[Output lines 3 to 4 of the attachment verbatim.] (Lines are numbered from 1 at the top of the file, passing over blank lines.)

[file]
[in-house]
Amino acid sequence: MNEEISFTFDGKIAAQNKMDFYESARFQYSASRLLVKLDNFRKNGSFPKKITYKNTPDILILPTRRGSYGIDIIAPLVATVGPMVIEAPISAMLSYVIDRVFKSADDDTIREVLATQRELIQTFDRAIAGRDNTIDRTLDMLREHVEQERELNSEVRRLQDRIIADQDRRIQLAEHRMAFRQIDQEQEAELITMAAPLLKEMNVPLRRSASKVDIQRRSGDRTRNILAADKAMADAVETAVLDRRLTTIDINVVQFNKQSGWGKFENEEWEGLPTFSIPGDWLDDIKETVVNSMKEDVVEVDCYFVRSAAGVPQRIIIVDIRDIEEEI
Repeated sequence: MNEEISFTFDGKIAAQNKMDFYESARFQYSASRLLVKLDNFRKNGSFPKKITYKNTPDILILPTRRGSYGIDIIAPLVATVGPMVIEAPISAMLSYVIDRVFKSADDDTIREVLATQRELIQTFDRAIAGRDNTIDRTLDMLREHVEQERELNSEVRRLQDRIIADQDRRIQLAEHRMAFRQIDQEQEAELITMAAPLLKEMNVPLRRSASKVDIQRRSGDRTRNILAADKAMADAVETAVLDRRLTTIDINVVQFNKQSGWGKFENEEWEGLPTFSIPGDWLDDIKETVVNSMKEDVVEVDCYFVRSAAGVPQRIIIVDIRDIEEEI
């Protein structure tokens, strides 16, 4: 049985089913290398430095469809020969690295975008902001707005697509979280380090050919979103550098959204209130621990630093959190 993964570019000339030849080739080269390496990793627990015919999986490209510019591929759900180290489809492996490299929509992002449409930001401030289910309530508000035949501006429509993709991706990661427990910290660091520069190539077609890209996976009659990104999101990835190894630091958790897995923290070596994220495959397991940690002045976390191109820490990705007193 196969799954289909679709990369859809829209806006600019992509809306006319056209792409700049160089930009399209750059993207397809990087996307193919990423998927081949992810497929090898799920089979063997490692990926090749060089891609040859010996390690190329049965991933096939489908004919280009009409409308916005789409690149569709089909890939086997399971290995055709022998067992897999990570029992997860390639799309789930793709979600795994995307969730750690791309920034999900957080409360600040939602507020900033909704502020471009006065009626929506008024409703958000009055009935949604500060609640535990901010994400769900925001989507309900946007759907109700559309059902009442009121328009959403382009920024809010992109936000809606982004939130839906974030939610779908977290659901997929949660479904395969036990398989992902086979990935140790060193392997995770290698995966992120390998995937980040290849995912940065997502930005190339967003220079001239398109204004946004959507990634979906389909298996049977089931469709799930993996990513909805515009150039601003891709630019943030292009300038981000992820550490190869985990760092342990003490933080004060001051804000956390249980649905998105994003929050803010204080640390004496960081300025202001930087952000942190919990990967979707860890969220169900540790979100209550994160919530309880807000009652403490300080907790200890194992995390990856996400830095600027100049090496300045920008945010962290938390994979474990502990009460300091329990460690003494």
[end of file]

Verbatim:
Repeated sequence: MNEEISFTFDGKIAAQNKMDFYESARFQYSASRLLVKLDNFRKNGSFPKKITYKNTPDILILPTRRGSYGIDIIAPLVATVGPMVIEAPISAMLSYVIDRVFKSADDDTIREVLATQRELIQTFDRAIAGRDNTIDRTLDMLREHVEQERELNSEVRRLQDRIIADQDRRIQLAEHRMAFRQIDQEQEAELITMAAPLLKEMNVPLRRSASKVDIQRRSGDRTRNILAADKAMADAVETAVLDRRLTTIDINVVQFNKQSGWGKFENEEWEGLPTFSIPGDWLDDIKETVVNSMKEDVVEVDCYFVRSAAGVPQRIIIVDIRDIEEEI
């Protein structure tokens, strides 16, 4: 049985089913290398430095469809020969690295975008902001707005697509979280380090050919979103550098959204209130621990630093959190 993964570019000339030849080739080269390496990793627990015919999986490209510019591929759900180290489809492996490299929509992002449409930001401030289910309530508000035949501006429509993709991706990661427990910290660091520069190539077609890209996976009659990104999101990835190894630091958790897995923290070596994220495959397991940690002045976390191109820490990705007193 196969799954289909679709990369859809829209806006600019992509809306006319056209792409700049160089930009399209750059993207397809990087996307193919990423998927081949992810497929090898799920089979063997490692990926090749060089891609040859010996390690190329049965991933096939489908004919280009009409409308916005789409690149569709089909890939086997399971290995055709022998067992897999990570029992997860390639799309789930793709979600795994995307969730750690791309920034999900957080409360600040939602507020900033909704502020471009006065009626929506008024409703958000009055009935949604500060609640535990901010994400769900925001989507309900946007759907109700559309059902009442009121328009959403382009920024809010992109936000809606982004939130839906974030939610779908977290659901997929949660479904395969036990398989992902086979990935140790060193392997995770290698995966992120390998995937980040290849995912940065997502930005190339967003220079001239398109204004946004959507990634979906389909298996049977089931469709799930993996990513909805515009150039601003891709630019943030292009300038981000992820550490190869985990760092342990003490933080004060001051804000956390249980649905998105994003929050803010204080640390004496960081300025202001930087952000942190919990990967979707860890969220169900540790979100209550994160919530309880807000009652403490300080907790200890194992995390990856996400830095600027100049090496300045920008945010962290938390994979474990502990009460300091329990460690003494």